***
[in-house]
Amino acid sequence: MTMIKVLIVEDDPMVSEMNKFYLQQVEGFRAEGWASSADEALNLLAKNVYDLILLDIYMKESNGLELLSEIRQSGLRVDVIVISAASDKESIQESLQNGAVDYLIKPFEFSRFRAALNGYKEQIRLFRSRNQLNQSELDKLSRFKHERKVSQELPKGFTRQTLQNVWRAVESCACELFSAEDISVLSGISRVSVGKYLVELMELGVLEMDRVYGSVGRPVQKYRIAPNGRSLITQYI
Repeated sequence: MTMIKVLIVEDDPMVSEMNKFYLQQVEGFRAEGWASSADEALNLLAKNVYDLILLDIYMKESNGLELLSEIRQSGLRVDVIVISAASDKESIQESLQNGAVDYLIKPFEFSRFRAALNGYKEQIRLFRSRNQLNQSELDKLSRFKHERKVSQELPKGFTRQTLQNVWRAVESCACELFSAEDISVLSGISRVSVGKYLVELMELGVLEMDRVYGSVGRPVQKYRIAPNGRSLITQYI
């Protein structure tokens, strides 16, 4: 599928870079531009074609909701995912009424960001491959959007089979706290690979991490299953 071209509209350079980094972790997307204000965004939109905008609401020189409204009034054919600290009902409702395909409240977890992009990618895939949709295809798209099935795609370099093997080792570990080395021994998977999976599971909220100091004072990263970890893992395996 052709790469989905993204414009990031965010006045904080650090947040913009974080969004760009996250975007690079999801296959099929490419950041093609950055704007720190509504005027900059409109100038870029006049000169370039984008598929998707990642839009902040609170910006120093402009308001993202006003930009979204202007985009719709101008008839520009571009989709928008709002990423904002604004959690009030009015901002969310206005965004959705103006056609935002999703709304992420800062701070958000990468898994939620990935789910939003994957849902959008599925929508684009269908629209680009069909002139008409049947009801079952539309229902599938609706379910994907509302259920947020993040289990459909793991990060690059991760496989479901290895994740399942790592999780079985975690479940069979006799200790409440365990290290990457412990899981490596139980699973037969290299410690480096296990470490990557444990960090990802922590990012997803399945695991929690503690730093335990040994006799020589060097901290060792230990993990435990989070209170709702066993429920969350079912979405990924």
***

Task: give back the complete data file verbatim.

[in-house]
Amino acid sequence: MTMIKVLIVEDDPMVSEMNKFYLQQVEGFRAEGWASSADEALNLLAKNVYDLILLDIYMKESNGLELLSEIRQSGLRVDVIVISAASDKESIQESLQNGAVDYLIKPFEFSRFRAALNGYKEQIRLFRSRNQLNQSELDKLSRFKHERKVSQELPKGFTRQTLQNVWRAVESCACELFSAEDISVLSGISRVSVGKYLVELMELGVLEMDRVYGSVGRPVQKYRIAPNGRSLITQYI
Repeated sequence: MTMIKVLIVEDDPMVSEMNKFYLQQVEGFRAEGWASSADEALNLLAKNVYDLILLDIYMKESNGLELLSEIRQSGLRVDVIVISAASDKESIQESLQNGAVDYLIKPFEFSRFRAALNGYKEQIRLFRSRNQLNQSELDKLSRFKHERKVSQELPKGFTRQTLQNVWRAVESCACELFSAEDISVLSGISRVSVGKYLVELMELGVLEMDRVYGSVGRPVQKYRIAPNGRSLITQYI
């Protein structure tokens, strides 16, 4: 599928870079531009074609909701995912009424960001491959959007089979706290690979991490299953 071209509209350079980094972790997307204000965004939109905008609401020189409204009034054919600290009902409702395909409240977890992009990618895939949709295809798209099935795609370099093997080792570990080395021994998977999976599971909220100091004072990263970890893992395996 052709790469989905993204414009990031965010006045904080650090947040913009974080969004760009996250975007690079999801296959099929490419950041093609950055704007720190509504005027900059409109100038870029006049000169370039984008598929998707990642839009902040609170910006120093402009308001993202006003930009979204202007985009719709101008008839520009571009989709928008709002990423904002604004959690009030009015901002969310206005965004959705103006056609935002999703709304992420800062701070958000990468898994939620990935789910939003994957849902959008599925929508684009269908629209680009069909002139008409049947009801079952539309229902599938609706379910994907509302259920947020993040289990459909793991990060690059991760496989479901290895994740399942790592999780079985975690479940069979006799200790409440365990290290990457412990899981490596139980699973037969290299410690480096296990470490990557444990960090990802922590990012997803399945695991929690503690730093335990040994006799020589060097901290060792230990993990435990989070209170709702066993429920969350079912979405990924």